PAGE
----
vision and other kinds of cameras.
senseFly (www.sensefly.com) develops and produces aerial imaging drones for profes-sional applications, such as surveying for mining and construction projects.
“We’re approaching 100,000 flights on all continents,” says Andrea Halter, the company’s co-founder and head of marketing. “An exciting recent use case was a Turkish corridor mapping for trains, a huge project through half of the country. One might have thought it would need a much bigger system, but they managed it with one eBee, flying like crazy over several weeks and then processing the data—a total project time of three months.”
senseFly’s eBee drone weighs about 1.5 pounds and is made out of flexible foam. According to Halter, eBees are safe, lightweight and easy to launch.
Skyward (www.skyward.io) develops software and provides professional services that assist UAS operators with scheduling, aircraft maintenance programs and other back-office functions as well as aerial imaging. To help UAS operators manage their airspace and plan missions, the company is also “a provider of geospatial-derived data” and is itself “a consumer of imaging data and geospatial data,” says Marcos Osorno, Skyward’s chief technical officer. “A third thing we want to do is provide an interpretation of those data to lower the entry barrier,” he adds. “Our customers range from people who see a drone as a tool—a roof inspector, say, has a ladder and a drone—to people who see it as an airline—the drone is an aircraft with a crew, a maintenance program and white binders. We provide certain services to all of them.”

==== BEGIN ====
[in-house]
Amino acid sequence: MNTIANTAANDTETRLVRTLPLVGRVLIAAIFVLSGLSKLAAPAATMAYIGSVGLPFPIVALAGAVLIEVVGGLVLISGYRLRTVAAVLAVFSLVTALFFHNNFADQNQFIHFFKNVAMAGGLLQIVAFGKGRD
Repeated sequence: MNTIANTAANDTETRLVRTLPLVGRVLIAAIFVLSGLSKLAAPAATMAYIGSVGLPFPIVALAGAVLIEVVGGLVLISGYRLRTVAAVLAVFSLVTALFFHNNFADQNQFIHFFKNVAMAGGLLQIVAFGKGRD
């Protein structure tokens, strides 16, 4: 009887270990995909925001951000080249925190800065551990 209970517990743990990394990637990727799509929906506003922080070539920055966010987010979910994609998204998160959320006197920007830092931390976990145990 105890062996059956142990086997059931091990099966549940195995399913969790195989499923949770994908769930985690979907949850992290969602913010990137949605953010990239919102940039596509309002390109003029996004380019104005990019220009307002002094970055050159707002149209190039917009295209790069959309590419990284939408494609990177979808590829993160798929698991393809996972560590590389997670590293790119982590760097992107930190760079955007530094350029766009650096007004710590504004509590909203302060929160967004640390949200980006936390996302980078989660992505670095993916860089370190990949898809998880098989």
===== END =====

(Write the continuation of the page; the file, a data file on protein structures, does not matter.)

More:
Topcon Positioning Systems (www.topconpositioning.com) provides “field-to-finish workflow solutions,” says Sander Jongeleen, the company’s product manager for mobile mapping. “In the case of UAS, they consist of hardware, software, training and support. Our vision is to provide a continuous representation of reality, collected by multiple sensor types, which can then be explored and analyzed for a variety of purposes.”
According to Jongeleen, UAS technology is part of the company’s mass data collection portfolio, which also consists of, for example, laser scanners and vehicle-based mobile mapping systems—sensors that don’t collect individual points but do a registration of reality based on some type of imaging—and the software to process and analyze the data collected by those sensors. Currently, Topcon’s UAS carries either a red, green and blue (RGB) or near-infrared (NIR) camera, but the UAS also will carry light detection and ranging sensors in the future.
Trimble (www.trimble.com), best known as a manufacturer of Global Positioning System receivers, also makes other positioning technologies, including laser, optical and inertial. More recently, the company has added UAS technology to its geospatial workflows.
“Our expertise is in combining these different technologies to meet an end goal—for example, a civil infrastructure project, where a UAS is used to collect a topographic survey, and 3D scanning is used to collect as-built details,” says Todd Steiner, product marketing director for the company’s Geospatial Imaging Business Area.
Trimble’s UX5 is a fixed-wing UAS for applications that require collecting data over large areas, such as surveying, mapping, mining and agriculture. The drone comes with either a 24-megapixel RGB camera or the same camera modified for NIR data collection. Additionally, Applanix, a company owned by Trimble, provides direct georeferencing inertial technology and works with UAS providers to integrate that technology.